Eclipse Theatre Company.
Credit playwright Stephen Serpas with a singularly bizarre imagination. His menageries of batty nymphomaniacs, misguided new-age philosophers, and artistic hypochondriacs give his plays a fresh, decidedly modern feel. Too bad he has yet to come up with a play worthy of his characters.
Green Air, in a bang-up production by Eclipse Theatre Company, demonstrates all that's right and wrong with Serpas's work. Goofily unpredictable, the play is set at a benefit party for Colombian coffee-bean pickers where the feisty host, Angeline, seemingly modeled on the postmodern comic-book heroine Tank Girl, launches a nuclear rocket and ignites a war. There's little plot to speak of, just increasingly peculiar interactions among Angeline's guests, who include a physician with a foot fetish, a pair of Greenpeace protesters, a doglike homeless man, a deeply passionate FBI agent, a viciously mischievous teenager, and Angeline's boyfriend, a filmmaker with a penchant for bestiality.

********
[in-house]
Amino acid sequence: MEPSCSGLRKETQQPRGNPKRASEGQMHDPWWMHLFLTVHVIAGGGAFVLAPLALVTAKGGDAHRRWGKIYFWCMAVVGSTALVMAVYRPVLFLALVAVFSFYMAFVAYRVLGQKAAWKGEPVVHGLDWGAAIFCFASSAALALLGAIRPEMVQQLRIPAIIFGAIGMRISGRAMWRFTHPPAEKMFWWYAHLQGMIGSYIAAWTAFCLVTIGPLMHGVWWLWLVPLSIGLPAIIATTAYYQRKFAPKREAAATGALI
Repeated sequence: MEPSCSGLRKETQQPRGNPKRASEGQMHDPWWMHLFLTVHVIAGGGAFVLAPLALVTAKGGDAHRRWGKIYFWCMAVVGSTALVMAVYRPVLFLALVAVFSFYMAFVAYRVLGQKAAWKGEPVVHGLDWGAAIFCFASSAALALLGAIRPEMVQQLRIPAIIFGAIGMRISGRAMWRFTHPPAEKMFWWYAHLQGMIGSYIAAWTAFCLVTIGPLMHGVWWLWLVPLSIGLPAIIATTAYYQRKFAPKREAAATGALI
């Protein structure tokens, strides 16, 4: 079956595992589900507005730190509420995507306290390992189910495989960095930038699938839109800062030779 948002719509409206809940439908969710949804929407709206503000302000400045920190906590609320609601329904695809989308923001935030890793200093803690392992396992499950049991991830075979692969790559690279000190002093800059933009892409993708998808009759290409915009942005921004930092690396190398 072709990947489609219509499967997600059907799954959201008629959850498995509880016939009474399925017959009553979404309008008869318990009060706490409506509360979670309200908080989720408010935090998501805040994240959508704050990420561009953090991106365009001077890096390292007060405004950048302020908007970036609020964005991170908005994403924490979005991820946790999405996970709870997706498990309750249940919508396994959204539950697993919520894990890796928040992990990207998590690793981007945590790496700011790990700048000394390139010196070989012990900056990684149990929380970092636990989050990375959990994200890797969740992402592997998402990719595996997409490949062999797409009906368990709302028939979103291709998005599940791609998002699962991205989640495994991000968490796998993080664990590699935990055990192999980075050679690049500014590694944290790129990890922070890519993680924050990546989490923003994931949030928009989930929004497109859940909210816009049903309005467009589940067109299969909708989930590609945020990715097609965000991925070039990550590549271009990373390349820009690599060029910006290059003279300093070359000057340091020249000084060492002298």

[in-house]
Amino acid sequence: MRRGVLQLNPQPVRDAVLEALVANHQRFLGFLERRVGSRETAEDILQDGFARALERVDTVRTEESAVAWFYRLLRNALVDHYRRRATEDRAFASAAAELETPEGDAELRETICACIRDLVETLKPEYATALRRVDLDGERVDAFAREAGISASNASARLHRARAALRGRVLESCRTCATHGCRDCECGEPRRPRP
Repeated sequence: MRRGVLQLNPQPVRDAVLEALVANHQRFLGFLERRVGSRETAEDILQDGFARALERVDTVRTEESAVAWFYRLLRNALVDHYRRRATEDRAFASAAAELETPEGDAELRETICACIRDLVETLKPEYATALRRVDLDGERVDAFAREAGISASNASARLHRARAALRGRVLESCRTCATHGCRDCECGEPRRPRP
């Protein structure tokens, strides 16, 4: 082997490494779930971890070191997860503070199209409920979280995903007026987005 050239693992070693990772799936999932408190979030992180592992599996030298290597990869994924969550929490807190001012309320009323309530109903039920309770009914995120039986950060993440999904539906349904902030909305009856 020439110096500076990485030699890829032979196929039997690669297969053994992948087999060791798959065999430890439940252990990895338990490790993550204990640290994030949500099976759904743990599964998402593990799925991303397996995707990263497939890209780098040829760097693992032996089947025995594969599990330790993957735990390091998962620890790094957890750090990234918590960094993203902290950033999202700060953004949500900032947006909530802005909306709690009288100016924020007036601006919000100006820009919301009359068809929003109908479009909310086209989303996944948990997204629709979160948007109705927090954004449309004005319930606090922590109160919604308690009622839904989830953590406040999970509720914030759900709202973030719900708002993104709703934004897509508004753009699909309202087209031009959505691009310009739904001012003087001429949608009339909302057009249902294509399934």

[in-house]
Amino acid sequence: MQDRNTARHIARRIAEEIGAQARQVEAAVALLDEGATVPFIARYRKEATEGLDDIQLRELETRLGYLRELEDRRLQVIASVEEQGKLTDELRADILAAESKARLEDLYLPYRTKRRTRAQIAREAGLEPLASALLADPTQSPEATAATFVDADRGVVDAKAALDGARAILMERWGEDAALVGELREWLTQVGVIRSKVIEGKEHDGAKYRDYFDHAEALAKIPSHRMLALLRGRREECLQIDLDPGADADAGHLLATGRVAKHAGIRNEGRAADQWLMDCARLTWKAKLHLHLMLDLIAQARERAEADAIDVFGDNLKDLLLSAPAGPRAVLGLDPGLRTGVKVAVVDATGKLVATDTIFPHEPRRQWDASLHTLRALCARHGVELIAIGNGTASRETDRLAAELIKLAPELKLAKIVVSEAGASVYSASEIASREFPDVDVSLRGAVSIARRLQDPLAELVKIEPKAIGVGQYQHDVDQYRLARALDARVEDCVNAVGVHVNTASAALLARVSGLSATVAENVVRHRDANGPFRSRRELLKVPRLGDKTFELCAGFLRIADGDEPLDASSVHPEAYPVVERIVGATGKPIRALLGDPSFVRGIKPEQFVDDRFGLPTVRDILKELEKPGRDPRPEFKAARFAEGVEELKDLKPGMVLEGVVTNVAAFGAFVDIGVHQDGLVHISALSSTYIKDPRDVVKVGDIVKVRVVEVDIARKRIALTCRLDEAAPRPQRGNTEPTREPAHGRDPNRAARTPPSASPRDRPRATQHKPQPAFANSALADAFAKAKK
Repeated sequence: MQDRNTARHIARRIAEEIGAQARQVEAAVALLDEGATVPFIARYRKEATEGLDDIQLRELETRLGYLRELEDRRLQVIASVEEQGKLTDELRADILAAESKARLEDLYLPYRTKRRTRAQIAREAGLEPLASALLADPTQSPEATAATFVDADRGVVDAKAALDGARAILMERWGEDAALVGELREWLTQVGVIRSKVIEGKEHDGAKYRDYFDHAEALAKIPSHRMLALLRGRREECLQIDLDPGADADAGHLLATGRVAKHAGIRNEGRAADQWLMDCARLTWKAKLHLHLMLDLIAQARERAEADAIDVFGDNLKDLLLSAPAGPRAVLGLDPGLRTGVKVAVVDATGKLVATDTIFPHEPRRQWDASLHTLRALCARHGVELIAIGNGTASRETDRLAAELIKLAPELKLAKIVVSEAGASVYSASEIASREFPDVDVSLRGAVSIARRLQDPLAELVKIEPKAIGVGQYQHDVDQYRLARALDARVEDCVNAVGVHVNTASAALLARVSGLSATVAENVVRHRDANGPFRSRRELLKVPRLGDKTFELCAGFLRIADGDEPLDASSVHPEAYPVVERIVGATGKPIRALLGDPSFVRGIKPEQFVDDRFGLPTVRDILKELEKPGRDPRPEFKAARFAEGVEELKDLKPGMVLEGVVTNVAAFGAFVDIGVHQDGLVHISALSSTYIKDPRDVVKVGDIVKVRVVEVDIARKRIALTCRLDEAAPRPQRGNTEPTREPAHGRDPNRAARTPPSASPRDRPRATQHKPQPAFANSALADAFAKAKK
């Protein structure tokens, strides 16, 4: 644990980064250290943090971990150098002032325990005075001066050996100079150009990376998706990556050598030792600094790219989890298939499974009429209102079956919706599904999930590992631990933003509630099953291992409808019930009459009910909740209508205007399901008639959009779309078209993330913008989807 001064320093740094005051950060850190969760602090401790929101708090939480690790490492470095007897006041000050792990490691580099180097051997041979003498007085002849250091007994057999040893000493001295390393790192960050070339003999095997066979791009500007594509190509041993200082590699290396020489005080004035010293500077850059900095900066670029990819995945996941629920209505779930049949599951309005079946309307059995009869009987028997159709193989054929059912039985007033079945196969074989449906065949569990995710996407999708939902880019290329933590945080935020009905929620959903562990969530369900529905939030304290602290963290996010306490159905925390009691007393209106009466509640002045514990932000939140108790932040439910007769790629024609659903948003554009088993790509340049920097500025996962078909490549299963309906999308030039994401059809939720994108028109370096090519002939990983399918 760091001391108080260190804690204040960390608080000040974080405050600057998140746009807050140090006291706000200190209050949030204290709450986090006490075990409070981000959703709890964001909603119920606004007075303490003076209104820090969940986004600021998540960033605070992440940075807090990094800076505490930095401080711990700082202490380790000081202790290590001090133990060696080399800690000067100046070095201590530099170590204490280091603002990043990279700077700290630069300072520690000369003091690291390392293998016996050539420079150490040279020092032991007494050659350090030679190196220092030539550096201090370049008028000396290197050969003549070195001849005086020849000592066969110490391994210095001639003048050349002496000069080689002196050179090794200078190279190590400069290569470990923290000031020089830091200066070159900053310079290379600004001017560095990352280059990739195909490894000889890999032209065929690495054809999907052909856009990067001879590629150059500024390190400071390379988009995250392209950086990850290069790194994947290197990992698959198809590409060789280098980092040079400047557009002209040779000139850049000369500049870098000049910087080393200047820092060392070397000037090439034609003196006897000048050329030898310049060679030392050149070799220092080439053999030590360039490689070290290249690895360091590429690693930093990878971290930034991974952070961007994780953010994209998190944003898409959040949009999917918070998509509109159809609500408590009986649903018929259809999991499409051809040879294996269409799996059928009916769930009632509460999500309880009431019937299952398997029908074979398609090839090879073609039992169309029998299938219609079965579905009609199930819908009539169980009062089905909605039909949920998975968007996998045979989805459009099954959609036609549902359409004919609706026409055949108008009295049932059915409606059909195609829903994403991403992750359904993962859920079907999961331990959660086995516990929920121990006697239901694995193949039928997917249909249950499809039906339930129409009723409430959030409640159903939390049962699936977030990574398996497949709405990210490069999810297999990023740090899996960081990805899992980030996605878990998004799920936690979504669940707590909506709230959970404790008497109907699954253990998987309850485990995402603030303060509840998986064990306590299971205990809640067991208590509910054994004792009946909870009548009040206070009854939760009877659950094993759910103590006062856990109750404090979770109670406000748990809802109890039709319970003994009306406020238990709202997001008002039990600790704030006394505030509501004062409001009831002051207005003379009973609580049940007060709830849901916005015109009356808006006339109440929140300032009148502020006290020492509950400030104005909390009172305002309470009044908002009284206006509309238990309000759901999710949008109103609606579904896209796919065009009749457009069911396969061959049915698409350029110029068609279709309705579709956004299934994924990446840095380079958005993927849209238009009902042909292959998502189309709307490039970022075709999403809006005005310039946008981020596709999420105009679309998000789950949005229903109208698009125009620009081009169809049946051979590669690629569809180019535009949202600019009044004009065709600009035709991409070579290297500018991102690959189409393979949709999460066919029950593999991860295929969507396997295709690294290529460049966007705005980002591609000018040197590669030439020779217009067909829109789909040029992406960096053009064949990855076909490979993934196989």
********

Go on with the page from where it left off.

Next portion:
Much of this is amusing and crisply written, but it leads exactly nowhere. The play's genuinely clever moments and wicked political satire never coalesce. The idiosyncratic characters seem chosen more for effect than for thematic concerns. And the final 20 minutes or so are disturbingly unfocused. Serpas apparently wants all his characters onstage for a humorously apocalyptic climax, but can't orchestrate their dialogue once they're there; a couple uncomfortable moments of panic feel ad-libbed.
Director John Swanbeck and an excellent cast do an admirable job of tying up many of Serpas's loose ends, but the play self-destructs anyway, a victim of too much unreined imagination.